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November 14, 2003


  Front Page Photo...

'Lights of Bar Harbor'
Photo by Carl Thompson


'How high's the water...'

photosKetchikan: Water flows across the road leading to the Ward Lake area Thursday. - Ward Lake Photo Gallery by Chris Wilhelm...
Friday - November 14, 2003 - 1:15 am

Ketchikan: Wind, rain buffets Ketchikan - While some residents suffered earlier this week without their Internet service, it didn't compare to the hardship of the two guys who fixed the problem. - Read more...
Fairbanks Daily News Miner - Friday - November 14, 2003 - link posted 7:05 pm

Ketchikan: Front Page Photo 'Lights of Bar Harbor'- Bar Harbor is calm Thursday afternoon following the high winds earlier Thursday morning.

Thursday morning at 6:30 am the Federal Aviation Administration's Flight Service Station located at the Ketchikan International Airport reported high winds blowing steady at 65 mph and gusting up to 85 mph.

The FAA/FSS reported 5.31 inches of rain on Wednesday, November 12th, and 4.33 inches of rain on Thursday - a total of 9.64 inches over the 48 hour period ending at midnight Thursday.
Friday - November 14, 2003 - 1:15 am


Candidates: Final Filings
Friday - Nov. 14, 2003 - 6:45 pm
Last day to file Nov. 14, 2003
November 2003
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Ketchikan: USDA Approved Cash Benefits for Alaska's Pacific Salmon Fshers - The United States Department of Agriculture approved Alaska's Pacific salmon fishers to receive cash benefits under the new Trade Adjustment Assistance (TAA) program.

Applications for this program are currently being accepted by the Alaska Farm Service Agency in the Ketchikan Hub office located in the Job Service Center at 2030 Sea Level Drive, Suite 220, Ketchikan, Alaska. - Read more...
Friday - November 14, 2003 - 1:15 am

Alaska: Major Tobacco Companies Agree to Eliminate Advertising from School Editions of Weekly News Magazines - Attorney General Gregg Renkes announced Thursday that the principal tobacco companies whose advertising has appeared in Time, Newsweek, and U.S. News and World Report have agreed to the request by Attorneys General from throughout the country that they remove advertising for their cigarette and smokeless tobacco brands from copies of those magazines that are sent to schools as part of the magazines' school programs. - Read more...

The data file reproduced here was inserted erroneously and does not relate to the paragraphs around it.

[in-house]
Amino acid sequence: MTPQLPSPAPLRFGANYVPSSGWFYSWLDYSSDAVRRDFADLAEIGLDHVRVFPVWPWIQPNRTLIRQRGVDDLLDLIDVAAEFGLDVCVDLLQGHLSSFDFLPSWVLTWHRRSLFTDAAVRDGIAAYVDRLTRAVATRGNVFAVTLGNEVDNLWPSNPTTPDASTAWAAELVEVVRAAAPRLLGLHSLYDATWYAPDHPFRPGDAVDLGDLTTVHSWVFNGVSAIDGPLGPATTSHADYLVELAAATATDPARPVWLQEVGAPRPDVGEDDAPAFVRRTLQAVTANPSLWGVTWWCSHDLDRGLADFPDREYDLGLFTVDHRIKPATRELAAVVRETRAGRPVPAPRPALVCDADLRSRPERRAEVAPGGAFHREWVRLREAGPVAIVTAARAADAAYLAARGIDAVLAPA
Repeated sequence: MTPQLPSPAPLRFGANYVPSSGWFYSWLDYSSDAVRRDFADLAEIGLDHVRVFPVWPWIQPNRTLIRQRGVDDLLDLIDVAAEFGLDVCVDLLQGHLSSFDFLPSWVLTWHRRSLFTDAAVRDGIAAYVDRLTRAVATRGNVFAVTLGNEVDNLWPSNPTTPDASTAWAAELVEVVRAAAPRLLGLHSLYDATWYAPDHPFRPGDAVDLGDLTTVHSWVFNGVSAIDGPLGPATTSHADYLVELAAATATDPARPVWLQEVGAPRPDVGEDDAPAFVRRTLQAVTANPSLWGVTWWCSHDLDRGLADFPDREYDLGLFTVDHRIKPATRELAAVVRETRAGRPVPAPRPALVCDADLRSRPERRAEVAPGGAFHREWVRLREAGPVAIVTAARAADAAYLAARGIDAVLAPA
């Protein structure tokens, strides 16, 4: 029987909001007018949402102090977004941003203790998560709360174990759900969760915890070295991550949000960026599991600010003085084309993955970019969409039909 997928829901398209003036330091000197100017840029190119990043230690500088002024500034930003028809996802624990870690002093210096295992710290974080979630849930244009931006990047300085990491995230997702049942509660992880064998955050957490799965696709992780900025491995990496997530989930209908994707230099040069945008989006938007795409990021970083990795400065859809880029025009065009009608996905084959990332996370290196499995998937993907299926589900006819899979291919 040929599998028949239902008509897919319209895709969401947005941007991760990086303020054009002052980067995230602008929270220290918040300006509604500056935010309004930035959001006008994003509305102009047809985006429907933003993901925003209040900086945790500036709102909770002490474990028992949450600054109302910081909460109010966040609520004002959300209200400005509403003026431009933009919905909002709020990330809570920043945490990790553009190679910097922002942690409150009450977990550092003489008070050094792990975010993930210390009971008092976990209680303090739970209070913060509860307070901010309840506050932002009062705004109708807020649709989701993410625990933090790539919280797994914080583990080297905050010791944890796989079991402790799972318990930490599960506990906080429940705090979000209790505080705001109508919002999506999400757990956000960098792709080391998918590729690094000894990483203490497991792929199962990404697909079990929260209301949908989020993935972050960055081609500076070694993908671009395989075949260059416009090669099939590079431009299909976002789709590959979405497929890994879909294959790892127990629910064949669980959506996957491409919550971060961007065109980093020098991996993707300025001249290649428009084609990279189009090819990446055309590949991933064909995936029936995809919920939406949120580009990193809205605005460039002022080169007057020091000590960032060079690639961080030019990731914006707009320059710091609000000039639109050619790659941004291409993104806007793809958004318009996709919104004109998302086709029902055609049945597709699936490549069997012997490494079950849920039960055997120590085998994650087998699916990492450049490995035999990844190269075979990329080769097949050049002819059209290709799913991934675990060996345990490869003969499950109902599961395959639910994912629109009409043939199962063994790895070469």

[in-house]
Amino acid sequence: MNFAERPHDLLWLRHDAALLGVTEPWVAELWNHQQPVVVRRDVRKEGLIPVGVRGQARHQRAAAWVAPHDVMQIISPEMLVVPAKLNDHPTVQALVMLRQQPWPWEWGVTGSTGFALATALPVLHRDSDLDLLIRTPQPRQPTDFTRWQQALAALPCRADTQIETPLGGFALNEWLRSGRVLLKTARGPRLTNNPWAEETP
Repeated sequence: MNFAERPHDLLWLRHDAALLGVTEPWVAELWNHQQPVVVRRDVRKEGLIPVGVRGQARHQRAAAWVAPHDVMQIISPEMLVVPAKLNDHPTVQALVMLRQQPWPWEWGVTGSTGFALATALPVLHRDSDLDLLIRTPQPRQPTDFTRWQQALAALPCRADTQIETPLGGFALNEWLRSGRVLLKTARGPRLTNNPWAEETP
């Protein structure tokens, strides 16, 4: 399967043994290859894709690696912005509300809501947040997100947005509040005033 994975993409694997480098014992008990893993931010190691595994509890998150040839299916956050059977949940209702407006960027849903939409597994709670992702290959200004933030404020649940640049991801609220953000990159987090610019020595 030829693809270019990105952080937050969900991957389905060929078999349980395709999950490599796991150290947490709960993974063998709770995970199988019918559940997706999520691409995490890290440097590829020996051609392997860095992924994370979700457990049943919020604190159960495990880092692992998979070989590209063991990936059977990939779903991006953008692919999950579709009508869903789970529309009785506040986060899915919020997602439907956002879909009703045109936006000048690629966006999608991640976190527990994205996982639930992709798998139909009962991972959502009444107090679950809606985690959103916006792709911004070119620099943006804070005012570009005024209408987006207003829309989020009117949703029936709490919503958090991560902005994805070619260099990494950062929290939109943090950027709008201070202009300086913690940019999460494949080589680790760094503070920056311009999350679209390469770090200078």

Friday - November 14, 2003 - 1:15 am

Alaska: Climate Linked To Extinction of Alaska's Native Horses - Alaska's native horses became extinct about 12,500 years ago. But before they did, they shrank, says R. Dale Guthrie, Institute of Arctic Biology researcher - a professor emeritus at the University of Alaska Fairbanks. This suggests, he says in this week's Nature, that climate change, not hunting, was to blame for their demise. Guthrie radiocarbon-dated bones from the forelimbs of two Alaskan horse species. Bones from the last days of the horses were about 12% shorter than those from the beginning of the period, about 27,000 years ago. - Read more...
Friday - November 14, 2003 - 1:15 am

Bucho Is My Name...

Ketchikan: 'Bucho Is My Name'... Bucho and Noni Burno's story; Alaska and animal lovers, this book will steal your heart! - Bucho Is My Name, written by Ketchikan residents Bucho and Noni Burno, is a heartwarming story of an abandoned Golden Retriever mix dog who finds the perfect home - in Alaska.

According to Noni Burno who was born and raised in Alaska, this story will capture your heart and the heart of any child you share it with. She said for those that have a soft spot for Alaska and dogs, this is a great children's book. - Read more...